After zooming down a 100-foot strip at Riverhead Raceway Sunday afternoon, Charley Powell climbed out of his Chevy Impala SS a little sweaty, but boasting a practically perfect .003 reaction time.
The figure, a measure of how quickly a driver responds to the drag strip’s “tree” — a pole of lights that signals drivers to go — is an important component to winning the new “holeshot” races that Jay Eastgate has brought to Riverhead from his home state of Connecticut. The race is so short, there’s little time to make up for a slow response.
The contests are the first legal drag races on the Island since 2004, when the quarter-mile long Westhampton Drag Strip closed.
Mr. Powell of Bayport has been racing since the 1960s. He’s brought his Impala to all three Holeshot Drag Racing Association events at the Raceway this racing season, and even won best in his class at a prior contest. He appreciates the race for what it is: an opportunity to sharpen his senses at the starting line, and a possible way to get serious conversation about a quarter-mile strip on Long Island started again.
“It’s better than nothing,” Mr. Powell said of the drag contests.
Marty Johnson, the president of the Long Island Motorsports Association, a group that has been pushing politicians for a quarter-mile track, sees the Riverhead Raceway events as a chance to show decision makers that dragsters aren’t “dirtbags,” but family people looking for fun. Like many of the other racers, Mr. Johnson wrote “We Need a Drag Strip” in bold white paint on the rear window of his Dodge Magnum.
“It’s moms and dads, white collar, blue collar, every race, creed and religion,” Mr. Johnson said.
While acknowledging that Long Island’s motor heads badly want a traditional, quarter-mile track, Mr. Eastgate pointed to the unique benefits of holeshot racing. A shorter trip down the strip means lower fuel costs and less wear-and-tear on the vehicles, he said. Holeshot races are like a shorter, more exciting version of the original, he believes, because many of the quarter-mile races are won or lost in the first 100 feet.[nggallery id=135 template=galleryview]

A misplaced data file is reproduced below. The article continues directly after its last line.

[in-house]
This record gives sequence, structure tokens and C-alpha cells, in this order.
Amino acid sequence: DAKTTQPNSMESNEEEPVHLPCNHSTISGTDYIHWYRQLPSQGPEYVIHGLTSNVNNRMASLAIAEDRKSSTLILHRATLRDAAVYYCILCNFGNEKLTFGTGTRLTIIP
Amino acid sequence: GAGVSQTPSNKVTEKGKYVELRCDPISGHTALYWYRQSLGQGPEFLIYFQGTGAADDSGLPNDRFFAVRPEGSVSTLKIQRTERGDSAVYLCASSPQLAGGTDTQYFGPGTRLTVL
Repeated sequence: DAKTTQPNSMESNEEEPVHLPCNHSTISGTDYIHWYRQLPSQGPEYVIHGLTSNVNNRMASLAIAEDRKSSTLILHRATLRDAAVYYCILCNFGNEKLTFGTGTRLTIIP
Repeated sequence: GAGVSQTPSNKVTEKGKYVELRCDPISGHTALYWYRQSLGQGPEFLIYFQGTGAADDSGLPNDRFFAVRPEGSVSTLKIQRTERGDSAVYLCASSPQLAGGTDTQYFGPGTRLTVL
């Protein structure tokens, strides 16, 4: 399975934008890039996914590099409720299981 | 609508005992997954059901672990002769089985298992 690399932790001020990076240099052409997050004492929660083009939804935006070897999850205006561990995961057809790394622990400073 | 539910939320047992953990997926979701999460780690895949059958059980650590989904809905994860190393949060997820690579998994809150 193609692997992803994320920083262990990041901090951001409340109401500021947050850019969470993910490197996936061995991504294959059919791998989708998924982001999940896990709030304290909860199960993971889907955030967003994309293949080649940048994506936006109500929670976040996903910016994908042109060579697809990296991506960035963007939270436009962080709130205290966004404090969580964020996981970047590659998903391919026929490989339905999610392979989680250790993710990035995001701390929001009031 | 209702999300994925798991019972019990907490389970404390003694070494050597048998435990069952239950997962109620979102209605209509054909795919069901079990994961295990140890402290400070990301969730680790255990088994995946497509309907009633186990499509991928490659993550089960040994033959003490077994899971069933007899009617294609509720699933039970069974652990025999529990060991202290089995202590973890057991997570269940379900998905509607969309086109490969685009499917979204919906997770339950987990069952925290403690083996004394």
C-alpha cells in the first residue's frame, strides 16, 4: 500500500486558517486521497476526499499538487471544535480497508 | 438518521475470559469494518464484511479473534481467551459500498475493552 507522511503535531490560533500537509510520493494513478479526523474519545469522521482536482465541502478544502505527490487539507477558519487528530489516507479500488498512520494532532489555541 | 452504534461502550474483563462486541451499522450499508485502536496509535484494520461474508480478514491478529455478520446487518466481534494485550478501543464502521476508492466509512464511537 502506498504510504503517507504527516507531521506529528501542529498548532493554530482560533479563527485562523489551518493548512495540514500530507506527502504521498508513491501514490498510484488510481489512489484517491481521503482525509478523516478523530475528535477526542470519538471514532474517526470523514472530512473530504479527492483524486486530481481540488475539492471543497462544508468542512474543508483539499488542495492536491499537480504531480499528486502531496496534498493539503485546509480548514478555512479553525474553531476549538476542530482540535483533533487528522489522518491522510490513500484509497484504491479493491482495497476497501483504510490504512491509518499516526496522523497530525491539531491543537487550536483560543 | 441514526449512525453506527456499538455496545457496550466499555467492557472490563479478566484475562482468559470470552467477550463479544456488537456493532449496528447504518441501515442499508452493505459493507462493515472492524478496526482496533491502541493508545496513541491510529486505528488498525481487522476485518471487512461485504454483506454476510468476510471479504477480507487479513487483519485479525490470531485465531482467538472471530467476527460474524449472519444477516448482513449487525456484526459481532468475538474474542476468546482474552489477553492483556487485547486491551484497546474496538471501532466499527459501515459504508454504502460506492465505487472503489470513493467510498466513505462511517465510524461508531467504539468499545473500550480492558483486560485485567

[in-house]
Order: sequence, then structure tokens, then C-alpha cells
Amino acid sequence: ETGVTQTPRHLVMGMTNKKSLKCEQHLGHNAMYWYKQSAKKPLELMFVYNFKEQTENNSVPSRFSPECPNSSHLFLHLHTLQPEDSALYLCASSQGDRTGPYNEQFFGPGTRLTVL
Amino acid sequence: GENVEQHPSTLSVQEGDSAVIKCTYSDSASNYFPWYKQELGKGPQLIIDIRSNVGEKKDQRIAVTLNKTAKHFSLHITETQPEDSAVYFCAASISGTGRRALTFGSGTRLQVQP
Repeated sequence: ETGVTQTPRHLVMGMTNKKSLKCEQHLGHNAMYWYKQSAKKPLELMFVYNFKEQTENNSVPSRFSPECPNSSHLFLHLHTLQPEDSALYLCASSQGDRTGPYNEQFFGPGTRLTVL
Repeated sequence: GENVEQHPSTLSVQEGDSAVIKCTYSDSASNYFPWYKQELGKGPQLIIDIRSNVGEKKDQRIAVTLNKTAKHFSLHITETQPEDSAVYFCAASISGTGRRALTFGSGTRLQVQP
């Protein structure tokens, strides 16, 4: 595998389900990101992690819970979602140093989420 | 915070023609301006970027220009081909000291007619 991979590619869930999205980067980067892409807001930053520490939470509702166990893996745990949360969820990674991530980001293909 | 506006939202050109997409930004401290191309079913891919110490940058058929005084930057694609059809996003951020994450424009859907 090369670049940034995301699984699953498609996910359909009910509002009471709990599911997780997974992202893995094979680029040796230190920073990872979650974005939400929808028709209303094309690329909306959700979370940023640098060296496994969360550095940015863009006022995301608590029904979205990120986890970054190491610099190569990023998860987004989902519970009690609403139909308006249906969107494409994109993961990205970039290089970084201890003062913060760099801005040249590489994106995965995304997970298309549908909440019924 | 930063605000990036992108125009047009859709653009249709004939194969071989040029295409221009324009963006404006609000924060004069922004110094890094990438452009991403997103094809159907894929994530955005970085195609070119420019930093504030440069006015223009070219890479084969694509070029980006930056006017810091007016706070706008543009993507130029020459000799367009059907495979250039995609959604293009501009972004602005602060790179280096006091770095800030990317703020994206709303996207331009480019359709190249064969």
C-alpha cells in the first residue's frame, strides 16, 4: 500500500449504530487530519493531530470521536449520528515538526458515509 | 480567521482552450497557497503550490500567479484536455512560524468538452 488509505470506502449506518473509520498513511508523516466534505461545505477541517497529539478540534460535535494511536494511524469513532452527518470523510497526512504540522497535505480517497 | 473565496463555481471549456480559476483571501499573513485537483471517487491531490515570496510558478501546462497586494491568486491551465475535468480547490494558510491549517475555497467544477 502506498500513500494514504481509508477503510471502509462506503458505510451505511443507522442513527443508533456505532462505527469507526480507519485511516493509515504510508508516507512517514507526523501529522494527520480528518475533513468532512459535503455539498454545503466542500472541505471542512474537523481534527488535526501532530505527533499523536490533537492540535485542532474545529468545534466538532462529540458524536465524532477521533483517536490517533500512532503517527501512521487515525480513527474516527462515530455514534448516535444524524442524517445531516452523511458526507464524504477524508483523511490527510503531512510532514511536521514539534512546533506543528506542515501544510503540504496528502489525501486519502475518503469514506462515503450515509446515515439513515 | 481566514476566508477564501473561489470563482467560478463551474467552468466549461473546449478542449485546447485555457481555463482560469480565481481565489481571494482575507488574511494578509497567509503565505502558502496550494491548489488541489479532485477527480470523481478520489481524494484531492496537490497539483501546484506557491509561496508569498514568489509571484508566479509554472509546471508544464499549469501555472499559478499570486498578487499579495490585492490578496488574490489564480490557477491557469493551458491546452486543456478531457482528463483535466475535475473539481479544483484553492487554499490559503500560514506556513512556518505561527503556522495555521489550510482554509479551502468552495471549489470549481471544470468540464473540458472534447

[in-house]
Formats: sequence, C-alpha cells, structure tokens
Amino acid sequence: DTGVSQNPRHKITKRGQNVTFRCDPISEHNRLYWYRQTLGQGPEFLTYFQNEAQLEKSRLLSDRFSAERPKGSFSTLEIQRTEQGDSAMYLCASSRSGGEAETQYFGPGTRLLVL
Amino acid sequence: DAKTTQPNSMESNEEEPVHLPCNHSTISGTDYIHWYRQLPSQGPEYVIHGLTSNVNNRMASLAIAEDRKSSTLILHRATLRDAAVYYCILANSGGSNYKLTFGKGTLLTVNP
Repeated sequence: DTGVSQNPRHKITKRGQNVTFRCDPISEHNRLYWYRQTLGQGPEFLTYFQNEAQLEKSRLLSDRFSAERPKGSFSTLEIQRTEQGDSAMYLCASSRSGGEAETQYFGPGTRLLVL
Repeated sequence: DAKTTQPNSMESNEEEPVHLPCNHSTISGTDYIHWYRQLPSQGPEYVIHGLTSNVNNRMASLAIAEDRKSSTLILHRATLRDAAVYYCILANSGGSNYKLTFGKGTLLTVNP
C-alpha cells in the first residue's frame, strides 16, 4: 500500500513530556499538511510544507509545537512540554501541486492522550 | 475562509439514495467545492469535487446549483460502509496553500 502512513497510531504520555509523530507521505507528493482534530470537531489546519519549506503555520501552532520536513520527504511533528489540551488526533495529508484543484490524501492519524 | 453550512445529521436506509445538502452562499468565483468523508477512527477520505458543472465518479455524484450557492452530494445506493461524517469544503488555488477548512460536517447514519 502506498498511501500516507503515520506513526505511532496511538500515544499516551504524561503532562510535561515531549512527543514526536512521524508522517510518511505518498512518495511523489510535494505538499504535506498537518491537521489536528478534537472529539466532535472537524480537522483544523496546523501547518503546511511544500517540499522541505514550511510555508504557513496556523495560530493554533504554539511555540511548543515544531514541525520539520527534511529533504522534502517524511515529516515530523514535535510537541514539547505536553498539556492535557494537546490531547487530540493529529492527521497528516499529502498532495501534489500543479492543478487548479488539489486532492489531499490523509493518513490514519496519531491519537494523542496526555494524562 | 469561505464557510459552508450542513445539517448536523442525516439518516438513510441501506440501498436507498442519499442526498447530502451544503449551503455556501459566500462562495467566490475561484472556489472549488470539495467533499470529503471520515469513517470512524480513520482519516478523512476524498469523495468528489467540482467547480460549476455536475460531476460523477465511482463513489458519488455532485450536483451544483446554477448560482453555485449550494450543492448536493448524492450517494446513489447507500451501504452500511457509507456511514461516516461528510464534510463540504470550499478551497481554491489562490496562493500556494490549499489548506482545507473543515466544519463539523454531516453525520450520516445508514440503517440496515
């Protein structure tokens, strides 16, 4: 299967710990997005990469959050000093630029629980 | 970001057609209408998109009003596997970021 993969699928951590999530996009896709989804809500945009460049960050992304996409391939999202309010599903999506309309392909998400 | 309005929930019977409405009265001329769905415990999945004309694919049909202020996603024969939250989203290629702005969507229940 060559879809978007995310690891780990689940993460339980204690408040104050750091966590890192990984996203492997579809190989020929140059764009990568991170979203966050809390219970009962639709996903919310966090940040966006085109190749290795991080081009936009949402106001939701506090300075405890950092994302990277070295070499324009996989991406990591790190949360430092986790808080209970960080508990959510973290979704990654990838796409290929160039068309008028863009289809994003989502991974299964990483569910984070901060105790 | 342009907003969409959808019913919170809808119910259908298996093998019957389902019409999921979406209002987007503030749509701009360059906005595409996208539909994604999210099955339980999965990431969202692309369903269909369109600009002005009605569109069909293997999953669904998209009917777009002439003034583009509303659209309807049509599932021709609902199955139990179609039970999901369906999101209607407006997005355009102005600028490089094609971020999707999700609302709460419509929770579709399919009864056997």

“Maybe they prefer a quarter-mile strip, but I’m the first person in seven years who has actually been able to bring drag-racing back to Long Island,” he said.
Mr. Eastgate first came up with the idea for holeshot racing in the mid-1990s, but did not find a venue for it until 2007 in Connecticut. Like Long Island, there are no drag strips in the region, making holeshot racing a viable alternative, he said. The holeshot track fits into the figure eight portion of an oval raceway like Riverhead.
Mr. Eastgate said he has been courting Riverhead Raceway’s owners, the Cromartys, since 2007. Jim Cromarty said he tried holeshot because it’s another way to get more people interested in related motorsports, including what he already offers at the track.
“There seems to be a strong interest in it, and hopefully it will build up,” Mr. Cromarty said.
About 70 cars came out to Sunday’s event, a bit lower than what Mr. Eastgate expected. June’s event brought out over 100 cars, and about 80 hot rodders turned up for the first holeshot races in May, Mr. Eastgate said. He blamed last week’s hot weather for Sunday’s lower-than-anticipated turnout.
Kenny Edwards’ 700-horsepower antique Good Humor ice cream truck stood out from the more popular gussied-up Chevelles and fox-body Mustangs at the race. Mr. Edwards came to the holeshot event from Smithtown “not knowing what to expect,” he said. But he ended up having a lot of fun,.
“I’ve got the kids with me, and we’re making noise and smoke, and meeting cool people,” Mr. Edwards said.
Mr. Edwards has raced his Good Humor truck and other nostalgic vehicles at famous tracks across the country. He likes the pitside culture: hot rodders compare notes on their project cars, share barbequed food and race in friendly “grudge” matches. The Good Humor truck is a crowd pleaser because the ice box works, and he usually has frozen treats on hand to give pit crews and passerby.
“I’ll be back, and I’ll be bringing ice cream,” he said.
Holeshot contests use bracket-style racing while creating handicaps for cars, allowing them to be on an even playing field
when racing each other. They can also win awards by getting as close as possible to their “dial-in,” figure, which is a time they predict they can run. It’s an exercise in consistency, Mr. Eastgate said of the dial-in component.
Chris O’Keefe of Franklin Square won best in his class Sunday, even though he wasn’t racing a traditional hot rod. His Toyota Camry, a stand-in for his 1970 Chevrolet Chevelle, made it down the track in 3.746 seconds. His all-important reaction time came in at .070.
He was ecstatic. Sunday marked his third time at holeshot, but first win.
“I still like racing – it’s all math and science” Mr. O’Keefe said about the win in his daily driver. “This will support the whole area; it’s really a neat day.”